Sorry, Ernie Banks.
Please accept my apology, Ron Perranoski.
My bad, Boog Powell.
Don’t know what to say, Camilo Pascual.
You all deserved better. Well, at least the baseball card versions of you.
Over the decades, mothers often took the rap for getting rid of baseball card collections that might have been worth something one day. But I can testify that moms were not always to blame.
In fact, one of the best baseball card collections I ever saw met an unsightly fate at the hands of a 14-year-old kid named Matt and his best friend. The latter numbskull would be me.
The previous year, my family had moved to an adjacent state. But the next July, I spent several days at Matt’s house.
Much of the world was focused on Apollo 11 and the upcoming walk on the moon. But Matt and I were mostly intent on seeing how much commotion we could create in his basement (where we were supposed to be sleeping) at 2 a.m.
Eventually, Matt’s dad would appear at the top of the stairs, livid and wild-eyed.
“What?” Matt would ask.
So we would turn out the lights and head back to bed.
Then something would happen.
I can’t remember who started it. But one of us would reach into one of several shoe boxes containing Matt’s hundreds of 1960s baseball cards. And a single card would be tossed silently in the direction of the other boy’s face.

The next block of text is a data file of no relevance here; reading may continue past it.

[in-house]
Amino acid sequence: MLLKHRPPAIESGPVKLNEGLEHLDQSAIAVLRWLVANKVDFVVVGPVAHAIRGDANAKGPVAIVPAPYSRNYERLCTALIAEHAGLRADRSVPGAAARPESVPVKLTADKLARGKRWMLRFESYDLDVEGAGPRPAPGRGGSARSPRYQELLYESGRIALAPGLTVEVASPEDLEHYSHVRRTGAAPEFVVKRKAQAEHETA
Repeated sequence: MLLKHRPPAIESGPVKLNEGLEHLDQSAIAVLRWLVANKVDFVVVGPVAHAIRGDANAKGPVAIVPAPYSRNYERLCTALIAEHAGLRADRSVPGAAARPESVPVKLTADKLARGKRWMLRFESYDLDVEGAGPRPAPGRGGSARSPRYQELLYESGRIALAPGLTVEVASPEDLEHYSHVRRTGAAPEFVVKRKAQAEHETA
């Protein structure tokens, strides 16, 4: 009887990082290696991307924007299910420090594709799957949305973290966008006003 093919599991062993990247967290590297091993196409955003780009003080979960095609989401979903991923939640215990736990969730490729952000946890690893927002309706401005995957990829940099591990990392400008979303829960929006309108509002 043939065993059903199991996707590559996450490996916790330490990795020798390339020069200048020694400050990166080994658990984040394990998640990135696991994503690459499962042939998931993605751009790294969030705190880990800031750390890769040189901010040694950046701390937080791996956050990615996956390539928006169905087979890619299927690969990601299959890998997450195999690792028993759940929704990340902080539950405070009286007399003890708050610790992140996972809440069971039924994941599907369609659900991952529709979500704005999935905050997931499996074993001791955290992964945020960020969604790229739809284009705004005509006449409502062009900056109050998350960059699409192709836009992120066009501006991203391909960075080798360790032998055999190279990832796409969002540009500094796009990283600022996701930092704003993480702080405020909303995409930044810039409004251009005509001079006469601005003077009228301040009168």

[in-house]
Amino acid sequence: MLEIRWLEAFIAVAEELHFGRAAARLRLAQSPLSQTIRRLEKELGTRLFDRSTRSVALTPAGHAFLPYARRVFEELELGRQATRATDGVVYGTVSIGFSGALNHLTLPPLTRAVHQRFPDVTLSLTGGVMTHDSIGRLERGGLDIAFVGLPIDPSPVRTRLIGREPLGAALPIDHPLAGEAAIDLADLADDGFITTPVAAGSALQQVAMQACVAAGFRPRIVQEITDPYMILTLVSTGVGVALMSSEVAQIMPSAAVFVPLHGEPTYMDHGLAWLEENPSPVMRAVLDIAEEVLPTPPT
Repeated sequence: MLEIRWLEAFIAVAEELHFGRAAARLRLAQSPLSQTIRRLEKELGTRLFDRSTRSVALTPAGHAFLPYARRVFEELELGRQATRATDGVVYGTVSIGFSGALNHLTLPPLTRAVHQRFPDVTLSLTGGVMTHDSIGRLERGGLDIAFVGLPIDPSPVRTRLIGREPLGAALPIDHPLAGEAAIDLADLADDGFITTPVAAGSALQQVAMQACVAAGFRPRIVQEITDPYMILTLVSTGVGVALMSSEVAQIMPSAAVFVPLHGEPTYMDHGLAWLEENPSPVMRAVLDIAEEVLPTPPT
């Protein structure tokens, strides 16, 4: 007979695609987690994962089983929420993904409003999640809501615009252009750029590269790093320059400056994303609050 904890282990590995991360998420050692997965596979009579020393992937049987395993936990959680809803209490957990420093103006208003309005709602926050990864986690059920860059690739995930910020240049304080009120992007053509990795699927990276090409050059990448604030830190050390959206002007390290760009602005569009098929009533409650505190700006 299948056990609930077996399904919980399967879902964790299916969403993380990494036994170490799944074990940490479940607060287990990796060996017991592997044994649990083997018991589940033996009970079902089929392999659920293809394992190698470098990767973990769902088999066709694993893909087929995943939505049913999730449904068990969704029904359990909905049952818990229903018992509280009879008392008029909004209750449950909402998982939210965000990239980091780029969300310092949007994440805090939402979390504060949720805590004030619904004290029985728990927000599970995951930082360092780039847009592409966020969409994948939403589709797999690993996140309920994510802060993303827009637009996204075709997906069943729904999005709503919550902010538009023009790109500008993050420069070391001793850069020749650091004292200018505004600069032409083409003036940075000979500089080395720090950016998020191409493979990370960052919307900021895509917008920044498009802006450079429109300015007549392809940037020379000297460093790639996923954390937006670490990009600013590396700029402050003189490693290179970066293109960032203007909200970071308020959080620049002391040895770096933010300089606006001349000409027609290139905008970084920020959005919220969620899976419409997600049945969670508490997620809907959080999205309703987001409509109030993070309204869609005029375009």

In response, a card would be flicked back.
This, inevitably, would be followed by a frantic, furious escalation which culminated in grabbed fistfuls of cards being hurled across the room at high velocity in the dark. Naturally, this would be accompanied by delirious yelling, knocking over lamps and what have you.
And suddenly, Matt’s dad would appear once again.
It takes a while to pick up hundreds of baseball cards. Long enough, in fact, to forget a pledge to knock it off and go to bed.
Sadly, many of the cards emerged significantly worse for wear from being used as ammo. So much for their down-the-road value as collectibles.
But the moon mission went well, so that was good.
Today’s Slice question: What happened when you asked the neighbor kid to mow your lawn while your family was on vacation?
sponsored According to two 2015 surveys, 62 percent of Americans do not have enough savings to handle an unexpected emergency, much less any long-term plans.